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Reading group: Agatha Christie’s Endless Night is our book for November

Agatha Christie’s 1967 novel Endless Night has topped our poll and will be the subject of this month’s Reading group.

That evocative title comes from William Blake’s Auguries of Innocence, which, alongside its main theme, also hints at guilt:

Every night and every morn,
Some to misery are born,
Every morn and every night,

Some are born to sweet delight.
Some are born to sweet delight,
Some are born to endless night.

Christie was good at titles, wasn’t she? Even more impressive is the fact that she wrote this book in just six weeks, when she was a sprightly 76. At the time, she described it as her favourite. It was also well received by the critics; writing in the Observer, Maurice Richardson admired the way “the suspense is kept up all the way” and Christie’s ability to change her style from novel to novel, remarking: “She’ll be wearing black leather pants next, if she isn’t already.” In the Guardian, Francis Iles warned that “it is impossible to say too much about the story without giving away vital secrets” and noted that “the crashing, not to say horrific surprise at the end is perhaps the most devastating that this surpriseful author has ever brought off”.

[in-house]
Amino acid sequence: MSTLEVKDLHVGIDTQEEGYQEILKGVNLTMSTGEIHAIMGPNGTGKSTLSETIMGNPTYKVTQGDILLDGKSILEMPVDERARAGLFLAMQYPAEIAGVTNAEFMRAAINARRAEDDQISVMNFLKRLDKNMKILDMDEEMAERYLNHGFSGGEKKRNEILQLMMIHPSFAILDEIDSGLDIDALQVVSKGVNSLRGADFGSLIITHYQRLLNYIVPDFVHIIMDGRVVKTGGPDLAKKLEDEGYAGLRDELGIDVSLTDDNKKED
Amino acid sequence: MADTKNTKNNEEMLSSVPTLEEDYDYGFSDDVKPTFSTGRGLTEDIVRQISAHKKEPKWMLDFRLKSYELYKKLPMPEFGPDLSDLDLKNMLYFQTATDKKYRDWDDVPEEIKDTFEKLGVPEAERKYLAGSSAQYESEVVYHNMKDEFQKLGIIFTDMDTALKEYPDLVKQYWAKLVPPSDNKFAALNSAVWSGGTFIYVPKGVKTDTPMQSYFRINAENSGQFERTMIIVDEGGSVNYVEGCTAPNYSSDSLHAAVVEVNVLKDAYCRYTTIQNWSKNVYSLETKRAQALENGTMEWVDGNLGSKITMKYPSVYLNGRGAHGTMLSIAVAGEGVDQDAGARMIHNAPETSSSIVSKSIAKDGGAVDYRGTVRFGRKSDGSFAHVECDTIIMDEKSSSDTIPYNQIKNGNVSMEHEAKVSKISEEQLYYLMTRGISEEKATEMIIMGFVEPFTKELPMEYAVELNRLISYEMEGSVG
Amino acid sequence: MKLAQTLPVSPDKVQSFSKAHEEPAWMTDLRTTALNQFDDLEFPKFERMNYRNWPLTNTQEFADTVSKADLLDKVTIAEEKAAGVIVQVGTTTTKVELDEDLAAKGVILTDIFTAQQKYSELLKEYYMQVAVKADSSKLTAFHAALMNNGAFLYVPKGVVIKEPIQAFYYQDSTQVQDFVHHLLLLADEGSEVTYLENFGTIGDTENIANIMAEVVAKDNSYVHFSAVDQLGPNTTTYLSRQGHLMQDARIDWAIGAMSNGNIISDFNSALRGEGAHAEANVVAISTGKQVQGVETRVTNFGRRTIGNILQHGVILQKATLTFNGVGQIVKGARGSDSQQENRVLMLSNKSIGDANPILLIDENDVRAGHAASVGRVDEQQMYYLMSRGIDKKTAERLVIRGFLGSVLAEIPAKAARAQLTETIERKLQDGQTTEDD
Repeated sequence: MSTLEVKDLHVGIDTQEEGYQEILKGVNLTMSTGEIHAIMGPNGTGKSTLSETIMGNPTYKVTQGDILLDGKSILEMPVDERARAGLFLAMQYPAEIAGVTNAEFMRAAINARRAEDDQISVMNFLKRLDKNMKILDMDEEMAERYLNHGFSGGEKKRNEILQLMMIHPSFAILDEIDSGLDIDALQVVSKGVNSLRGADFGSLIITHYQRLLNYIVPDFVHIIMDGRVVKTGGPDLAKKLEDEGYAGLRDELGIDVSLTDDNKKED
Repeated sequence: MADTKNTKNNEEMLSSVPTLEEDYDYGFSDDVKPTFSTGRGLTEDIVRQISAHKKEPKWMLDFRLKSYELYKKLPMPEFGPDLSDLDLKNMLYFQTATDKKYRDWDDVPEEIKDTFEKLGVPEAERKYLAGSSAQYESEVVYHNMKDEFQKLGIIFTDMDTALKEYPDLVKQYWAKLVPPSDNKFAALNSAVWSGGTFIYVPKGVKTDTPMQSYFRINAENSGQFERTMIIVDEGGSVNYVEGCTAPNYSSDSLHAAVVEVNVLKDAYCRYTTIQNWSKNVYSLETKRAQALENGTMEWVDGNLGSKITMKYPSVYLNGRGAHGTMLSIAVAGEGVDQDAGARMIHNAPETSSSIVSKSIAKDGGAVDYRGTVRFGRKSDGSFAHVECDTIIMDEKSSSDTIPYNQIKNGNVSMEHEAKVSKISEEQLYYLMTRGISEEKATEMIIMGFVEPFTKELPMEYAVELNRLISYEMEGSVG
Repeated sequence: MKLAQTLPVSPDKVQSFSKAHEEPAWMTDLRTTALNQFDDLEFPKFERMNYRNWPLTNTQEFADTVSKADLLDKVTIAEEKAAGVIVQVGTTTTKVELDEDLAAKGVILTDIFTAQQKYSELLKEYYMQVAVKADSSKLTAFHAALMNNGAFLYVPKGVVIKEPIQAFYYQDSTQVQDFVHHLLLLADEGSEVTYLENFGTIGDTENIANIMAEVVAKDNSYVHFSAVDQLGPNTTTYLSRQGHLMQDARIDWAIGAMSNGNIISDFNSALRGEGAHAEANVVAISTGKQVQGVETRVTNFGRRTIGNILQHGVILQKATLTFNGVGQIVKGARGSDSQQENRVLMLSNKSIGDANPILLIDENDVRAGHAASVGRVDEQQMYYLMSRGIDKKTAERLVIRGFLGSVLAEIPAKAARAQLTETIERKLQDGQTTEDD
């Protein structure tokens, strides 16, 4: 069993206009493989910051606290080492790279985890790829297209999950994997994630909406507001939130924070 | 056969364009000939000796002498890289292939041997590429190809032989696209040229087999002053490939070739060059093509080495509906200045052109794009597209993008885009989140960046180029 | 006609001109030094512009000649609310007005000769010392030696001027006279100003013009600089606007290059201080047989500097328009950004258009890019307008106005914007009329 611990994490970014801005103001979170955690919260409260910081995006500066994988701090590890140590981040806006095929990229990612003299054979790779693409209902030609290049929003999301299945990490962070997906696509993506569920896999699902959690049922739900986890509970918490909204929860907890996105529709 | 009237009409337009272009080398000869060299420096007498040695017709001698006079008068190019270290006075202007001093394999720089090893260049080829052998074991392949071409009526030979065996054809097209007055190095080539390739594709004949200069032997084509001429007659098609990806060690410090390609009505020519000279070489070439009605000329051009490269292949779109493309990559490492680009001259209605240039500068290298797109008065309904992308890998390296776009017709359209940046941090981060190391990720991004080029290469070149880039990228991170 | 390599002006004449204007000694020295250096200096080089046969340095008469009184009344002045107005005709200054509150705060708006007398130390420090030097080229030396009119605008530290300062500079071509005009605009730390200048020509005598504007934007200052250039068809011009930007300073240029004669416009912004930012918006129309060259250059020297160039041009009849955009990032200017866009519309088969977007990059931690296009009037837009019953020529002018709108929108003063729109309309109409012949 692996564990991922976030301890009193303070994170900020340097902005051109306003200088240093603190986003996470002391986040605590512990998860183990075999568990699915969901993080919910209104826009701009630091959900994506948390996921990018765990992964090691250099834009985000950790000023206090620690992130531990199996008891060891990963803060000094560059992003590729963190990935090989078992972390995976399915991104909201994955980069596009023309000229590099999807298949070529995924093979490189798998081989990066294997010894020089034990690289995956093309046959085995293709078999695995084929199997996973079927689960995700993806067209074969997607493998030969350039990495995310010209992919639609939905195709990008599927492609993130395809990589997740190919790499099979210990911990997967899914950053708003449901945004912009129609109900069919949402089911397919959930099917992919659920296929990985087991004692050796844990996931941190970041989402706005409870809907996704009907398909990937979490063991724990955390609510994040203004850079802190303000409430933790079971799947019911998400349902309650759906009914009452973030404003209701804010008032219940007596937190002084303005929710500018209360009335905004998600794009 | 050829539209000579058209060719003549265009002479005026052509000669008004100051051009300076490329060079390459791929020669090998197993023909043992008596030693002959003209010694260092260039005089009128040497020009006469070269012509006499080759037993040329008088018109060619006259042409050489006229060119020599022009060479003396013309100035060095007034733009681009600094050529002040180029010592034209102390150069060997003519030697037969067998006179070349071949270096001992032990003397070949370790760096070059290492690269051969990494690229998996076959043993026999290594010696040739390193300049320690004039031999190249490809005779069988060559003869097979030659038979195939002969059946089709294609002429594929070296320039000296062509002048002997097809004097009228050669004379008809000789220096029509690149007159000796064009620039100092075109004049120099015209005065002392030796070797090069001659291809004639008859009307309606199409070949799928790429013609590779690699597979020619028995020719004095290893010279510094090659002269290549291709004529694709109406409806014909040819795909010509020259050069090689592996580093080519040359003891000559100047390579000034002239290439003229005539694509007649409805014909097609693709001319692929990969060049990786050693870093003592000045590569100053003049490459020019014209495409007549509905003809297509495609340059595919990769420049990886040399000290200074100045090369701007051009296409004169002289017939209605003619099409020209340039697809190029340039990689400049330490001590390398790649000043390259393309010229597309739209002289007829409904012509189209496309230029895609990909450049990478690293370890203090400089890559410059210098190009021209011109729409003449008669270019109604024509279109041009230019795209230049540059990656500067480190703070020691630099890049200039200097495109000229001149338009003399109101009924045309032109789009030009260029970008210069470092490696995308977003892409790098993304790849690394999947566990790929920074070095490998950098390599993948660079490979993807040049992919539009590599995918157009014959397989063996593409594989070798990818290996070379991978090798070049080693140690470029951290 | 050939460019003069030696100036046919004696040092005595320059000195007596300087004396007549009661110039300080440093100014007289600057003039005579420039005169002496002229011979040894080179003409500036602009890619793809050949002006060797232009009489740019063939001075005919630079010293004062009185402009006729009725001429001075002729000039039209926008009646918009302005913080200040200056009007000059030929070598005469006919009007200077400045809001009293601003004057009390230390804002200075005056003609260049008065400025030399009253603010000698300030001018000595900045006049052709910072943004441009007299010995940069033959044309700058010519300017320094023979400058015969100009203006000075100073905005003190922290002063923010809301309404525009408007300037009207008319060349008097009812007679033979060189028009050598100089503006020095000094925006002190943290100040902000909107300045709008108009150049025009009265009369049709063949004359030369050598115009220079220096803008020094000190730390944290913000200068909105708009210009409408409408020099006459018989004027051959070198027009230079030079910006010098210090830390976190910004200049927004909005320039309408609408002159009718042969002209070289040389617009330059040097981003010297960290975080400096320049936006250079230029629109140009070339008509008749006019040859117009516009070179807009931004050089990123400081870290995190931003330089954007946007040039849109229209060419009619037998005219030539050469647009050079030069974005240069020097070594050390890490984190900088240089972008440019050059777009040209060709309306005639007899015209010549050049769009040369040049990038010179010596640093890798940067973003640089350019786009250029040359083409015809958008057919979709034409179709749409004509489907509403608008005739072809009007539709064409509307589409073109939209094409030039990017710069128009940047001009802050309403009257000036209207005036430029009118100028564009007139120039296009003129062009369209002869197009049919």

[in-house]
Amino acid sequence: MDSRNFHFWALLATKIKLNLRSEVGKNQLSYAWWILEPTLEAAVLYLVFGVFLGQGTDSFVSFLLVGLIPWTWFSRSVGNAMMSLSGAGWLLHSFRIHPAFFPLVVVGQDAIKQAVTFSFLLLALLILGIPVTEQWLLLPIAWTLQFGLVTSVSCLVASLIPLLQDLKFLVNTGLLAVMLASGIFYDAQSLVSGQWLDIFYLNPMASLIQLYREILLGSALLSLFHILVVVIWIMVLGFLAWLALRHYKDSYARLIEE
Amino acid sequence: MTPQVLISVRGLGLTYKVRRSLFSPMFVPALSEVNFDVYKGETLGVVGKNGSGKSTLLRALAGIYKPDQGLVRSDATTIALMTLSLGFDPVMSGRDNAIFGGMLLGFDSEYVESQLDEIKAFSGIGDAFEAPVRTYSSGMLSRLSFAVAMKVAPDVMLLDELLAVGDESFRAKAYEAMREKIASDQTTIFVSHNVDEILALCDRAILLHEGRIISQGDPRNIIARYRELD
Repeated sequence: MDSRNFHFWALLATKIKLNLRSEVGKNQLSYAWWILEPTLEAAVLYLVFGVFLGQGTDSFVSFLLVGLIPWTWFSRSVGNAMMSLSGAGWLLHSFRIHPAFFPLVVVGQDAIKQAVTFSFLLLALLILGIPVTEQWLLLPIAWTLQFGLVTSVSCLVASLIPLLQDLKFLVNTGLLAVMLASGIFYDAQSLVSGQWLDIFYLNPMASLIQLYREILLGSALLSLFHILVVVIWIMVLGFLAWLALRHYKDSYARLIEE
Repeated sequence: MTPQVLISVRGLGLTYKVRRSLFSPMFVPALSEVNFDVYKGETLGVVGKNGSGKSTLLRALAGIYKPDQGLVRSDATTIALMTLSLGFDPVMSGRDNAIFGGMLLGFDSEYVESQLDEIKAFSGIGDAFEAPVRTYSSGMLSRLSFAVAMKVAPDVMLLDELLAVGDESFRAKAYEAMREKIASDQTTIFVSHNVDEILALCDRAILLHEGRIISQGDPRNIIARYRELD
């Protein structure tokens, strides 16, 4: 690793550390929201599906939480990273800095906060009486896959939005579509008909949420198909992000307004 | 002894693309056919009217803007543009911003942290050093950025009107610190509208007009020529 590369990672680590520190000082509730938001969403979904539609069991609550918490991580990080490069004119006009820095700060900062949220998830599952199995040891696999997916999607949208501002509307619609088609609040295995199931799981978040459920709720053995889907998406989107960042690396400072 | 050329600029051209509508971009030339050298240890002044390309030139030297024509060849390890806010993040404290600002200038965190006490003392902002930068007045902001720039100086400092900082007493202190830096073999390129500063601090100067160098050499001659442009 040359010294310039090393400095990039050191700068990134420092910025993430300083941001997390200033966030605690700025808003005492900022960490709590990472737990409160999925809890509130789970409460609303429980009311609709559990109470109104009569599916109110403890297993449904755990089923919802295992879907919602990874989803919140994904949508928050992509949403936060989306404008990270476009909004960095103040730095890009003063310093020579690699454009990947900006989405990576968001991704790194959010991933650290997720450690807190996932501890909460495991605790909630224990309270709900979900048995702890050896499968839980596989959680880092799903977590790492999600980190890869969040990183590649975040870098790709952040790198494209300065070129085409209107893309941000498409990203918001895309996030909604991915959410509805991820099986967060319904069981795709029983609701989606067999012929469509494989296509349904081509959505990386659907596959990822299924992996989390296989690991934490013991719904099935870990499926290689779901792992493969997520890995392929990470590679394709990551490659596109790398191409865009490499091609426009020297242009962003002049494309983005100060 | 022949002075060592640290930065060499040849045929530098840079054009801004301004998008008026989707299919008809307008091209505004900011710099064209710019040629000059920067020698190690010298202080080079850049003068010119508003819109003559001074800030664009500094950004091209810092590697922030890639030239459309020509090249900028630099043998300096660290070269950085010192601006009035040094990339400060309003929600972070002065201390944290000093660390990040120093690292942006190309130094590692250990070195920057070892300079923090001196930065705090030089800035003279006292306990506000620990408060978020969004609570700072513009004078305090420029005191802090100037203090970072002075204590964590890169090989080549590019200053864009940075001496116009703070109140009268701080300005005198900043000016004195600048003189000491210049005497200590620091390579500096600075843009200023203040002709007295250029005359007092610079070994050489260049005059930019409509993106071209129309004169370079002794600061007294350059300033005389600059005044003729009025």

This presents an interesting challenge for us on the Reading group. I don’t think we’ll be able to discuss the book without talking about the ending – but we should try to respect everyone who is still reading by holding off on the spoilers until next week. For now, let’s confine ourselves to dark hints and red herrings and any other interesting aspects of the book.

It all sounds like fun to me, but, as was pointed out by the excellent Palfreyman on last week’s thread, this novel may not last us

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